Lena Dunham Just Got Real About Her Skin Struggles

Photo: Noam Galai/WireImage.
Love her or hate her: Lena Dunham doesn't care what you think. That unabashed confidence — especially in the face of public criticism — is what makes her one of the most intriguing, fearless, and outspoken artists of our time. But it doesn't make her unhuman.
In an especially raw piece for The Lenny Letter today, Dunham opens up about her biggest insecurity: her skin. The actress, who says she "got used to having good skin" realized what a security blanket it had become when she was diagnosed with rosacea at 31 — and encountered severe acne and bacne on top of that.
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"Seven years of being treated in the public eye like a punch line about female imperfection may not have felt like it was wearing me down, but it had actually forced me to rely emotionally on my one area of fully conventional beauty: my perfect fucking skin," Dunham writes. "They could tag me in a picture of a beached whale. They could call me a bag of cottage cheese. But they couldn't take away the fact that I was able to eat seven slices of pizza, a wine spritzer, and three quarters of a chocolate cake and still look like my face was kissed by sweet, sweet angels when I woke up."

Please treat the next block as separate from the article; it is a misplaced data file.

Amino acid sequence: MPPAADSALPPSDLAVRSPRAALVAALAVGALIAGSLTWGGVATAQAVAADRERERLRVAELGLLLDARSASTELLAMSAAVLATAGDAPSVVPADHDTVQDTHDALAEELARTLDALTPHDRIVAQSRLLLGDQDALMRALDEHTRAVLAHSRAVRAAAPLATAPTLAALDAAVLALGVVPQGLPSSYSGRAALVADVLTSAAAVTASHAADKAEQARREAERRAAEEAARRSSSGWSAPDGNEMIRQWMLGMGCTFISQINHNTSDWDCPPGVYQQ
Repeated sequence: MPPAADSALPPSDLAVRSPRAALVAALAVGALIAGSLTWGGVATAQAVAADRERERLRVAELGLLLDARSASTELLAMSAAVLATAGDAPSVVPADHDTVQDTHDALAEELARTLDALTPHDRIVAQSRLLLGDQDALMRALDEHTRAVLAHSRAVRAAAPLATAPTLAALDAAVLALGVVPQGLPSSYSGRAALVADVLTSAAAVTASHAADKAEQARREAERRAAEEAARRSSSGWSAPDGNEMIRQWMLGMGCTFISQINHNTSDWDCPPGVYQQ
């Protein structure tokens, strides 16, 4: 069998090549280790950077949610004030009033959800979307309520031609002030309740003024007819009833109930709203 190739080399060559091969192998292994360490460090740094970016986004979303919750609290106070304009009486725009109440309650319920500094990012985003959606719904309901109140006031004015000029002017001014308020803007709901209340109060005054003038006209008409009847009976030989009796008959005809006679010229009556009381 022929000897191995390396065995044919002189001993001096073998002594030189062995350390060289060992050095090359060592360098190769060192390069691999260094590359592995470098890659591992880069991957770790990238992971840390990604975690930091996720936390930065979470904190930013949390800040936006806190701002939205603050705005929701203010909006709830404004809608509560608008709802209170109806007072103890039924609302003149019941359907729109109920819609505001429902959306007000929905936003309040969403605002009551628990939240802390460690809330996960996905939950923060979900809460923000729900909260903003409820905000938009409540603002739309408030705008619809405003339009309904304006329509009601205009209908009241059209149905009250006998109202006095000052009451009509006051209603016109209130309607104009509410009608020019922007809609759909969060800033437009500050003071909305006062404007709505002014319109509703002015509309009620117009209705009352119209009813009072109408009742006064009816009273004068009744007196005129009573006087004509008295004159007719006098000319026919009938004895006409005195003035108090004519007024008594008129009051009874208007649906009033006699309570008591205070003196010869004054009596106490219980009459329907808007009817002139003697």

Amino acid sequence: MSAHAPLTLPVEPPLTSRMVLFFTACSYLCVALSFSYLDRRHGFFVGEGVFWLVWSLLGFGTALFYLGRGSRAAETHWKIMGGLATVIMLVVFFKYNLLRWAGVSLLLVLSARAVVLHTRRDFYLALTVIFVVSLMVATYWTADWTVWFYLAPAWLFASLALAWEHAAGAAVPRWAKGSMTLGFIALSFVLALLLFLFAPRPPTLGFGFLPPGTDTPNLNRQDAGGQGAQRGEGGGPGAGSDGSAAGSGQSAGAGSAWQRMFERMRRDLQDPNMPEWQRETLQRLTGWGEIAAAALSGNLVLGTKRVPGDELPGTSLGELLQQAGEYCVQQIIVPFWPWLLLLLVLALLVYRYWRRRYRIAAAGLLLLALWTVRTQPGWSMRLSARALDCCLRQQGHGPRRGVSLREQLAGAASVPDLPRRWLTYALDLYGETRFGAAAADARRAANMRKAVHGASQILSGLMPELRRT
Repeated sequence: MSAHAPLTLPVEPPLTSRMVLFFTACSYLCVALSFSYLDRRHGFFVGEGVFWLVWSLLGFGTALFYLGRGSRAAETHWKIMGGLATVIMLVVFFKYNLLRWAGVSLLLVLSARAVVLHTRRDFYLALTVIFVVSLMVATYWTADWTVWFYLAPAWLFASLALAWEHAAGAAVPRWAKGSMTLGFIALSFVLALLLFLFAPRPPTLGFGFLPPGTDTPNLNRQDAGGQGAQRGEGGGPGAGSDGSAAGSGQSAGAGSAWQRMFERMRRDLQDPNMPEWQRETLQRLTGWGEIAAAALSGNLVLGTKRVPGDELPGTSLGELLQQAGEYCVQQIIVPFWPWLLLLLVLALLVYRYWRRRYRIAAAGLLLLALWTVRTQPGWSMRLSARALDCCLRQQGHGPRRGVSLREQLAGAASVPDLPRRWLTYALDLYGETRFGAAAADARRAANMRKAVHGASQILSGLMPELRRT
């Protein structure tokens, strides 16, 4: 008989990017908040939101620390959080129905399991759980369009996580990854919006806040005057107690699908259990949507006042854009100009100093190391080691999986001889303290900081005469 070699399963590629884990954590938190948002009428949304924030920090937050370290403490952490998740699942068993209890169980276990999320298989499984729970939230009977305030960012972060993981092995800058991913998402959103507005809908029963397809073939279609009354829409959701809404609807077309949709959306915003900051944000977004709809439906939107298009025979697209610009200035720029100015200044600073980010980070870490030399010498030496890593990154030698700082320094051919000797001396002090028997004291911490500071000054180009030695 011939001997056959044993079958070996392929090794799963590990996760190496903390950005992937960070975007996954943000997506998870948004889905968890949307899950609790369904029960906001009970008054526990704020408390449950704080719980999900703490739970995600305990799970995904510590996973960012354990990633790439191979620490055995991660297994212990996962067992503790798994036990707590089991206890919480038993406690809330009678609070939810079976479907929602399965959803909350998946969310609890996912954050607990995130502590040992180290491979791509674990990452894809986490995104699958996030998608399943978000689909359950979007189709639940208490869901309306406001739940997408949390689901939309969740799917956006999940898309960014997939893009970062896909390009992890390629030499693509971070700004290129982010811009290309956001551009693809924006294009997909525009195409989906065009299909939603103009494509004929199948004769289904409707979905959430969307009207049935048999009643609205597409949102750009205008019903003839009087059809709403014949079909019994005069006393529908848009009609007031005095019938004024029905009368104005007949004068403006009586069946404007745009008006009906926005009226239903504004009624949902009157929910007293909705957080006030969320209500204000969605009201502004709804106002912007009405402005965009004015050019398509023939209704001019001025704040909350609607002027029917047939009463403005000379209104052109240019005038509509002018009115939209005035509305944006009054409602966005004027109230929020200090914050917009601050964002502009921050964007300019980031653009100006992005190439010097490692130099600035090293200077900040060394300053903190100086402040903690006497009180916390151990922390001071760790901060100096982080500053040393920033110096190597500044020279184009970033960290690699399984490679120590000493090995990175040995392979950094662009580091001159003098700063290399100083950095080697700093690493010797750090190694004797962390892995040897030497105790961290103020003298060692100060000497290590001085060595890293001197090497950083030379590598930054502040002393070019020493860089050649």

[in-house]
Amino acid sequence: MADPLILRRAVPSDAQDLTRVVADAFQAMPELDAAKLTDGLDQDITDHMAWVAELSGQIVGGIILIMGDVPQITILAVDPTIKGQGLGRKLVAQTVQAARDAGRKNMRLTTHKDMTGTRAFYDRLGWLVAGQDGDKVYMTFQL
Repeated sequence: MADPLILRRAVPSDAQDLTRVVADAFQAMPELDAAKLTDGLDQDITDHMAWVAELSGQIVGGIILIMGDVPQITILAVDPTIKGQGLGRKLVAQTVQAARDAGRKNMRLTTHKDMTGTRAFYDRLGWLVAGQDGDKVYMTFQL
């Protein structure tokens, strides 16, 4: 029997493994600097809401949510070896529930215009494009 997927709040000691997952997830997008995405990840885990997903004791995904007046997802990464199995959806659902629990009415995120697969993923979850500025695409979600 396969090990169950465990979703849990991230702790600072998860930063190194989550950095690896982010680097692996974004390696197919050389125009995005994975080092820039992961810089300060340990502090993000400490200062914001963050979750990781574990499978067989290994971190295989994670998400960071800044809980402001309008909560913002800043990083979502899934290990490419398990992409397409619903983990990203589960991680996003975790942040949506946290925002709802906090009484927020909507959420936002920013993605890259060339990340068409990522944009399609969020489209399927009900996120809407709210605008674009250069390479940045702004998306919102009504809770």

For Dunham, her newfound complexion issues weren't just an inconvenience — they were a wake-up call to how her identity and self confidence were wrapped up in the clarity of her skin. "I was mourning a life raft that had kept me, silly as it was, bobbing above the fray," she writes.
Photo: Jojo Whilden/HBO.
Anyone who's suffered from similar skin issues knows just how debilitating and emotionally draining it can be. "I'm starting to believe that speaking this pain aloud isn't just good for my own healing: it allows any young woman who might be watching to understand that nobody is immune from feeling bad about hateful attention," writes Dunham.
The experience is changing her public narrative, too. "'I don't give a shit' only translates into isolation; it prevents the people who love you from reaching out their hand to remind you of what's real," she says.
Read the rest of her essay here.